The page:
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Margaret Blanchard

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Margaret Blanchard

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89 posts tagged with Housing-Market-Updates:

November 02, 2020

by Keeping Current Matters

Tomorrow, Americans will decide our President for the next four years. That decision will have a major impact on many aspects of life in this country, but the residential real estate market will not be one of them.

Analysts will try to measure the impact feasible changes in regulations might have on housing, the effect of a possible first-time buyer program, and any number of other situations based on who wins. The housing market, however, will remain strong for four reasons:

1. Demand Is Strong among Millennials

The nation’s largest generation began entering the housing market last year as they reached the age to marry and have children – two key drivers of homeownership. As the Wall Street Journal recently reported:

“Millennials, long viewed as perennial home renters who were reluctant or unable to buy, are now . . .

October 20, 2020

by Keeping Current Matters

The 2020 housing market has surpassed all expectations and continues to drive the nation’s economic recovery. The question is, will this positive trend continue throughout the rest of the year, especially given the uncertainty around the current health crisis, the upcoming election, and more?

Here’s a look at what several industry-leading experts have to say.

Lawrence Yun, Chief Economist, National Association of Realtors

“Home sales continue to amaze, and there are plenty of buyers in the pipeline ready to enter the market…Further gains in sales are likely for the remainder of the year, with mortgage rates hovering around 3% and with continued job recovery.”

Frank Martell, President and CEO, CoreLogic

“Homeowners’ balance sheets continue to be bolstered by home price appreciation, which in turn . . .

September 28, 2020

by Keeping Current Matters

Back in March, as the nation’s economy was shut down because of the coronavirus, many were predicting the real estate market would face a major collapse. Some forecasts called for a 15-20% decline in transactions. However, six months later, it seems as though the housing market has fully recovered.

Mark Fleming, Chief Economist at First American, announced last week:

“Since hitting a low point during the initial stages of the pandemic, the only major industry to display immunity to the economic impacts of the coronavirus is the housing market. Housing has experienced a strong V-shaped recovery and is now exceeding pre-pandemic levels.”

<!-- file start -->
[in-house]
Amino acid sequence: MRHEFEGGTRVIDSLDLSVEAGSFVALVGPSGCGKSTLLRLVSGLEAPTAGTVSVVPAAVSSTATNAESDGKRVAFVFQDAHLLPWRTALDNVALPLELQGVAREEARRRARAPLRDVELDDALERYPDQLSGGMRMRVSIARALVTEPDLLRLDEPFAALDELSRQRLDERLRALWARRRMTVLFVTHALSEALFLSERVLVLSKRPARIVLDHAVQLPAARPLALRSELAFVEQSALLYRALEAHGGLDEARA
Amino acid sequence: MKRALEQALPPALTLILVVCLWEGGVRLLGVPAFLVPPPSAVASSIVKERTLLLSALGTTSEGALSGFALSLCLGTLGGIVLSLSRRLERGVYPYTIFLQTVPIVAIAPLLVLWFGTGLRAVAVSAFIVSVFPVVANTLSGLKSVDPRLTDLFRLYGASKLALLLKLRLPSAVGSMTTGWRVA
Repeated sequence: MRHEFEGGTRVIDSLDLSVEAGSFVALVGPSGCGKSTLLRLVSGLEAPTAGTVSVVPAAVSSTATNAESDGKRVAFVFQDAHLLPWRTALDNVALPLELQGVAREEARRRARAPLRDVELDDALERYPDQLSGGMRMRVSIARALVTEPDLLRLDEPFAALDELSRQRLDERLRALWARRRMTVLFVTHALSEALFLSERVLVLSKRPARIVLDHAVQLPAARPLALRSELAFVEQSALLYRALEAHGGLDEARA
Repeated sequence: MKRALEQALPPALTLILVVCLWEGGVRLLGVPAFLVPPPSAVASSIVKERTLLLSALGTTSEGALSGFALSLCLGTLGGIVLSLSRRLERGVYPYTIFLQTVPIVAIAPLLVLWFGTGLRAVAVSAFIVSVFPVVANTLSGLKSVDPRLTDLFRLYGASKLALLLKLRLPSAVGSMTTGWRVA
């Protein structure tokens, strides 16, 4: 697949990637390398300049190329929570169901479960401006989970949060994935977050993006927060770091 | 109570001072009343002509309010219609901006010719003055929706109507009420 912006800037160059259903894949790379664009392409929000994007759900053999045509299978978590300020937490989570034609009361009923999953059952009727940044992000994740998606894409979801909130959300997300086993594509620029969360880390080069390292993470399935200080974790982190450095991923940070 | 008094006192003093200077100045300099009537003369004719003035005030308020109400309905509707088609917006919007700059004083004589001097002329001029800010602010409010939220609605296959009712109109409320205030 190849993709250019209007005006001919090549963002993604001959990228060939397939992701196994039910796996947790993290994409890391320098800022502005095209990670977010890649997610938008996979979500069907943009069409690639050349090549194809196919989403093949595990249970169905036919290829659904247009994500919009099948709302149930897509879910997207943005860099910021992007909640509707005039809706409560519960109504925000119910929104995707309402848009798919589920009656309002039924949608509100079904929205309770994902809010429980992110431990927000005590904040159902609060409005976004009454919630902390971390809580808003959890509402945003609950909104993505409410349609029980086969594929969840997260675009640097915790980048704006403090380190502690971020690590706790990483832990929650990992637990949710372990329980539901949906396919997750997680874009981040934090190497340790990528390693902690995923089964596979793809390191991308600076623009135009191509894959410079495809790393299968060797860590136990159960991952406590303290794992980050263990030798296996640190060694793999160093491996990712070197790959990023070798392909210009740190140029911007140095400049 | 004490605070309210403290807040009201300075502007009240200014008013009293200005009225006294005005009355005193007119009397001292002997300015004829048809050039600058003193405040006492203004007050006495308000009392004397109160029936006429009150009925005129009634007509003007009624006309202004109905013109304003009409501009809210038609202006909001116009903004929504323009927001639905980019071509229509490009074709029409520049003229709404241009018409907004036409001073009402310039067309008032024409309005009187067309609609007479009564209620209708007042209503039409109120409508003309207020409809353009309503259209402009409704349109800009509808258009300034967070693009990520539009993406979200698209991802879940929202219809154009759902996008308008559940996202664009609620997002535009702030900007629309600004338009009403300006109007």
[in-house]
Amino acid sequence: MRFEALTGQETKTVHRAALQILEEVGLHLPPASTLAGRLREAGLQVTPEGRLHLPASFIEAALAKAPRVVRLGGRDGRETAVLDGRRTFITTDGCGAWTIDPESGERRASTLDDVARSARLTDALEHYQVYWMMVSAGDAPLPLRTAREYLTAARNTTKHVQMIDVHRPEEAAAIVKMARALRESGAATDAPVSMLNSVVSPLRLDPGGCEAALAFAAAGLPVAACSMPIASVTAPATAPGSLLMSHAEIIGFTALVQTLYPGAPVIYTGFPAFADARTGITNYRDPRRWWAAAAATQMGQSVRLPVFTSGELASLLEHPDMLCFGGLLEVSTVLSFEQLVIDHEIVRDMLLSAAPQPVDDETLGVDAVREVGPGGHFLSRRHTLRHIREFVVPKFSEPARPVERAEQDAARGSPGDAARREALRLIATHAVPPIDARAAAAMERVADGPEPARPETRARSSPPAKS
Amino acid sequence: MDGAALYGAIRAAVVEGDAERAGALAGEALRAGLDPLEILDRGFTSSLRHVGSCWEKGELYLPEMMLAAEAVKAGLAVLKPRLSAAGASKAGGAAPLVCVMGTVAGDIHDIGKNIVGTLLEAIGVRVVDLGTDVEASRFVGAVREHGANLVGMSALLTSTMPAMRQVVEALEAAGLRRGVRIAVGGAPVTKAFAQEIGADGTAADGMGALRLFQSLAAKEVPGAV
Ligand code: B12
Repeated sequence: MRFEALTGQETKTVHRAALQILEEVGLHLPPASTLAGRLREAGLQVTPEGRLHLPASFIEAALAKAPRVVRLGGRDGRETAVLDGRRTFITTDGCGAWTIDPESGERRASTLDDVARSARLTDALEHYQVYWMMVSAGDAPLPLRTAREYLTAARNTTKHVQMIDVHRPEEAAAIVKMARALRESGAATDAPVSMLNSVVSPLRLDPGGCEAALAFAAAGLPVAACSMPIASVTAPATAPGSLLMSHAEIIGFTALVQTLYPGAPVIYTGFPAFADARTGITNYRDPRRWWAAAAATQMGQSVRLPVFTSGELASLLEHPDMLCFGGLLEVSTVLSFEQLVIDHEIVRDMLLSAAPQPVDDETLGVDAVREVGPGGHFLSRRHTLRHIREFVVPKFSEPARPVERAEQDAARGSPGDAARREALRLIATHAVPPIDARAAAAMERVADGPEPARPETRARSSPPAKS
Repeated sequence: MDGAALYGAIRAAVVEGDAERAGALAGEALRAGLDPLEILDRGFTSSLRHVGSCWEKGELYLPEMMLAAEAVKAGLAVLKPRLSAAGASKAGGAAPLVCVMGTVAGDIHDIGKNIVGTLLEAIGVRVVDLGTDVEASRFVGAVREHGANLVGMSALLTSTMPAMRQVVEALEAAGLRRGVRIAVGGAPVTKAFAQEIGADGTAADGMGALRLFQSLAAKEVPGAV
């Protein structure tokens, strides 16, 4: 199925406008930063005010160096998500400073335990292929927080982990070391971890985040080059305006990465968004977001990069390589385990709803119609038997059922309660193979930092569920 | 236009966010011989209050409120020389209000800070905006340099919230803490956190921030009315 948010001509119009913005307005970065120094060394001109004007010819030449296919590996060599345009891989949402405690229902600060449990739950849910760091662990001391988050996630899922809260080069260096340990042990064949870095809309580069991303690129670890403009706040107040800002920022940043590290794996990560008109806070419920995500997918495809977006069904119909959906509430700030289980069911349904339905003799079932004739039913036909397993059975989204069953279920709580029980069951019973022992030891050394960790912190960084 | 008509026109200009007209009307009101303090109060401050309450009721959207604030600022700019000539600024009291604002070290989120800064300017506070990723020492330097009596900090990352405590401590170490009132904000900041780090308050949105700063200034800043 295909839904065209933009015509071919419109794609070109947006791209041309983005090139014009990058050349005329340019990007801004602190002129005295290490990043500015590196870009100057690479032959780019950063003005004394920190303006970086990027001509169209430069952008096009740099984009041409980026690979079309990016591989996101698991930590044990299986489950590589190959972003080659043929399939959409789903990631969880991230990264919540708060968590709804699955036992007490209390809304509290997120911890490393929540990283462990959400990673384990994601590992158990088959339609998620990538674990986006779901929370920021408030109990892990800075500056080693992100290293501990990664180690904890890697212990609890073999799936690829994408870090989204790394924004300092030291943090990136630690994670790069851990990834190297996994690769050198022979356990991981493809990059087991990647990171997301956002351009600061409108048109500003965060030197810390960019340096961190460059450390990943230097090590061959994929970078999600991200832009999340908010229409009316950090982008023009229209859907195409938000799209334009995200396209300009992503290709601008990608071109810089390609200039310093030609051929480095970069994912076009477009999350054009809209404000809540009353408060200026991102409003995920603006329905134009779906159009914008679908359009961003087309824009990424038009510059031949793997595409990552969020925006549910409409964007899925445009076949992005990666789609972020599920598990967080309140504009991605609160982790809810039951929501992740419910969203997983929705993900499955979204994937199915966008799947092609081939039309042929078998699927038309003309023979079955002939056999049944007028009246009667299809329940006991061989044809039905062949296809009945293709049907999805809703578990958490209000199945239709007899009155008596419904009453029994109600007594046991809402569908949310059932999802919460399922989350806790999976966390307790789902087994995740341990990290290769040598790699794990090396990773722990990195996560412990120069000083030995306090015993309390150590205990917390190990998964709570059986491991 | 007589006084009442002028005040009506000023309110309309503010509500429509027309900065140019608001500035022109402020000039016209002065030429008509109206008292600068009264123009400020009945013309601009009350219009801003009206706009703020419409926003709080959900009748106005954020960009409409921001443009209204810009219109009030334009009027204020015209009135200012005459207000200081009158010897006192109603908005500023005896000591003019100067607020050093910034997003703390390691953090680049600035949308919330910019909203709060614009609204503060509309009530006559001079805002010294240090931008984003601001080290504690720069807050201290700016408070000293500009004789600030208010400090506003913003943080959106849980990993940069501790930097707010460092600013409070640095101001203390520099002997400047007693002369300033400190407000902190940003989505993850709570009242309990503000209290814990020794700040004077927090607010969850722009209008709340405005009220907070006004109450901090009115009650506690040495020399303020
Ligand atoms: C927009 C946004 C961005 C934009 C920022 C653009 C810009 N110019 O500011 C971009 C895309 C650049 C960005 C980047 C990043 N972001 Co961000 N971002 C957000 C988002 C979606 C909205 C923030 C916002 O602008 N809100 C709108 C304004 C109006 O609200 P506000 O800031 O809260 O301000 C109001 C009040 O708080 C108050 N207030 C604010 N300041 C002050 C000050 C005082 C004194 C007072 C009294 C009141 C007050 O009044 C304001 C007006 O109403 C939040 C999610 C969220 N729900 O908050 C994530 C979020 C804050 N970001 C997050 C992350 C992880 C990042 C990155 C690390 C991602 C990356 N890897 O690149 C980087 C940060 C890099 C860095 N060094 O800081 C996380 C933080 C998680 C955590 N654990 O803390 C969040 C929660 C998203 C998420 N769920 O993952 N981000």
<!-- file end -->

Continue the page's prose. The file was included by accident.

The Economic & Strategic Research Group at Fannie Mae upgraded its forecast for home sales last week:

“Housing data over the past month continued to show a strong V-shape . . .

September 21, 2020

by Keeping Current Matters

Earlier this year, many economists and market analysts were predicting an apocalyptic financial downturn that would potentially rattle the U.S. economy for years to come. They immediately started to compare it to the Great Depression of a century ago. Six months later, the economy is still trying to stabilize, but it is evident that the country will not face the total devastation projected by some. As we continue to battle the pandemic, forecasts are now being revised upward. The Wall Street Journal (WSJ) just reported:

“The U.S. economy and labor market are recovering from the coronavirus-related downturn more quickly than previously expected, economists said in a monthly survey.

Business and academic economists polled by The Wall Street Journal expect gross domestic product to increase at an annualized rate of 23.9% in . . .

September 14, 2020

by Keeping Current Matters

There has been much talk around the possibility that Americans are feeling less enamored with the benefits of living in a large city and now may be longing for the open spaces that suburban and rural areas provide.

In a recent Realtor Magazine article, they discussed the issue and addressed comments made by Lawrence Yun, Chief Economist for the National Association of Realtors (NAR):

“While migration trends were toward urban centers before the pandemic, real estate thought leaders have predicted a suburban resurgence as home buyers seek more space for social distancing. Now the data is supporting that theory. Coronavirus and work-from-home flexibility is sparking the trend reversal, Yun said. More first-time home buyers and minorities have also been looking to the suburbs for affordability, he added.”